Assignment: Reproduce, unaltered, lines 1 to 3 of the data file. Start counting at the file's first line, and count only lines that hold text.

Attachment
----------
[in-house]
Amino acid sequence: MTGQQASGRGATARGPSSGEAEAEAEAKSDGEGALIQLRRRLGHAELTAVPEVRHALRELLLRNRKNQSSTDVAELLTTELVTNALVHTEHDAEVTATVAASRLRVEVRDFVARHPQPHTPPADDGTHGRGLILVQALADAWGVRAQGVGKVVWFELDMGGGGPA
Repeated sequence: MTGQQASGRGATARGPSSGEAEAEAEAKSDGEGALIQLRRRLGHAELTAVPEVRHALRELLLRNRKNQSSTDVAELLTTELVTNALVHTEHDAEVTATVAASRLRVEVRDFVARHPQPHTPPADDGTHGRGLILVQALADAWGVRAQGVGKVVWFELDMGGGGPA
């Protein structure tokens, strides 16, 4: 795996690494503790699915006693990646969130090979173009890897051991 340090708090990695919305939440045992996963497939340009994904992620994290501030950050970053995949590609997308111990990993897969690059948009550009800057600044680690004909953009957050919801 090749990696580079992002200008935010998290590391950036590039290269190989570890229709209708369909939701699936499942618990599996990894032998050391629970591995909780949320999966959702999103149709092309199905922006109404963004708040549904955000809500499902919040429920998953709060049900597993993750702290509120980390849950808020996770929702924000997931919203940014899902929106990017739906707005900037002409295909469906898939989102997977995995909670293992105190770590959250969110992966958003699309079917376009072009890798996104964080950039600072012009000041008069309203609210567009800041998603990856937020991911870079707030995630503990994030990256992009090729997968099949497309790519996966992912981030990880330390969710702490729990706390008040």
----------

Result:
[in-house]
Amino acid sequence: MTGQQASGRGATARGPSSGEAEAEAEAKSDGEGALIQLRRRLGHAELTAVPEVRHALRELLLRNRKNQSSTDVAELLTTELVTNALVHTEHDAEVTATVAASRLRVEVRDFVARHPQPHTPPADDGTHGRGLILVQALADAWGVRAQGVGKVVWFELDMGGGGPA
Repeated sequence: MTGQQASGRGATARGPSSGEAEAEAEAKSDGEGALIQLRRRLGHAELTAVPEVRHALRELLLRNRKNQSSTDVAELLTTELVTNALVHTEHDAEVTATVAASRLRVEVRDFVARHPQPHTPPADDGTHGRGLILVQALADAWGVRAQGVGKVVWFELDMGGGGPA